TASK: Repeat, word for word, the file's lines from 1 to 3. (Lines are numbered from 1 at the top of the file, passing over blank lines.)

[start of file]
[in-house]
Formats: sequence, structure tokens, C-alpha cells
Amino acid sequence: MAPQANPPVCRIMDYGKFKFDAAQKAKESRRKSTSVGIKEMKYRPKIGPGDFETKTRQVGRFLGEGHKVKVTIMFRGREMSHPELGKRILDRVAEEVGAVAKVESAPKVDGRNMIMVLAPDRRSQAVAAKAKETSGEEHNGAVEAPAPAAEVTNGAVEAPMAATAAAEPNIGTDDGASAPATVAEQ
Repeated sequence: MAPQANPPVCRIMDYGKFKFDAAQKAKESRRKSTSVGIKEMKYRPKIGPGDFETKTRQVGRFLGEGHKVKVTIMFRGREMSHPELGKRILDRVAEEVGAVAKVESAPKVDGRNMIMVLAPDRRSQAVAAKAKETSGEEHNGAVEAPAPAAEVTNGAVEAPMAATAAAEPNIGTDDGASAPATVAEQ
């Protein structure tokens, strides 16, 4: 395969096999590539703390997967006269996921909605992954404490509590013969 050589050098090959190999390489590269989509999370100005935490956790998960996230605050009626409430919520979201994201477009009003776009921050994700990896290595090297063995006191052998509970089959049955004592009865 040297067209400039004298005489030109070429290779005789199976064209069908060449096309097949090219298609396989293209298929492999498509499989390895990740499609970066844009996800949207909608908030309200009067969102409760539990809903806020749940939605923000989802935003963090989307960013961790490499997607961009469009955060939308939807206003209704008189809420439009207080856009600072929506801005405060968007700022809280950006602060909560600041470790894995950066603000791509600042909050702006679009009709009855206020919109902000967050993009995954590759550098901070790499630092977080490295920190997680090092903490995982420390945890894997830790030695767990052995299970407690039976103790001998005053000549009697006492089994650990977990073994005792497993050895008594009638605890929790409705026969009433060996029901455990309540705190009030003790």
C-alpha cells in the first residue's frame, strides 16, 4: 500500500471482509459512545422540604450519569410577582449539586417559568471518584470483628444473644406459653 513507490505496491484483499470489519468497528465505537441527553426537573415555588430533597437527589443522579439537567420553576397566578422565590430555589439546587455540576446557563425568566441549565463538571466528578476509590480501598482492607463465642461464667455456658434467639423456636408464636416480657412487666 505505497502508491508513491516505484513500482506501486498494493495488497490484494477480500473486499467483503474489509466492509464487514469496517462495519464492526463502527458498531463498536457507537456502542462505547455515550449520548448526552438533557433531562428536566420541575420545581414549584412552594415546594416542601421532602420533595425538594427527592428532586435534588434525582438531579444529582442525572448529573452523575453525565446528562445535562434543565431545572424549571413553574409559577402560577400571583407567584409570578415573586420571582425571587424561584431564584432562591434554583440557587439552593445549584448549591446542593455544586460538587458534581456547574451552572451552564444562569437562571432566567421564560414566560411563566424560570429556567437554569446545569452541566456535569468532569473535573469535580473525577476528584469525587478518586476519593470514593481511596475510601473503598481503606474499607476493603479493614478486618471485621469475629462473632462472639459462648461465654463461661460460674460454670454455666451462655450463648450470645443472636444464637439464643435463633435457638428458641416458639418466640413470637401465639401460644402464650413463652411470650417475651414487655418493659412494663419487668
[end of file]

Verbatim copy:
[in-house]
Formats: sequence, structure tokens, C-alpha cells
Amino acid sequence: MAPQANPPVCRIMDYGKFKFDAAQKAKESRRKSTSVGIKEMKYRPKIGPGDFETKTRQVGRFLGEGHKVKVTIMFRGREMSHPELGKRILDRVAEEVGAVAKVESAPKVDGRNMIMVLAPDRRSQAVAAKAKETSGEEHNGAVEAPAPAAEVTNGAVEAPMAATAAAEPNIGTDDGASAPATVAEQ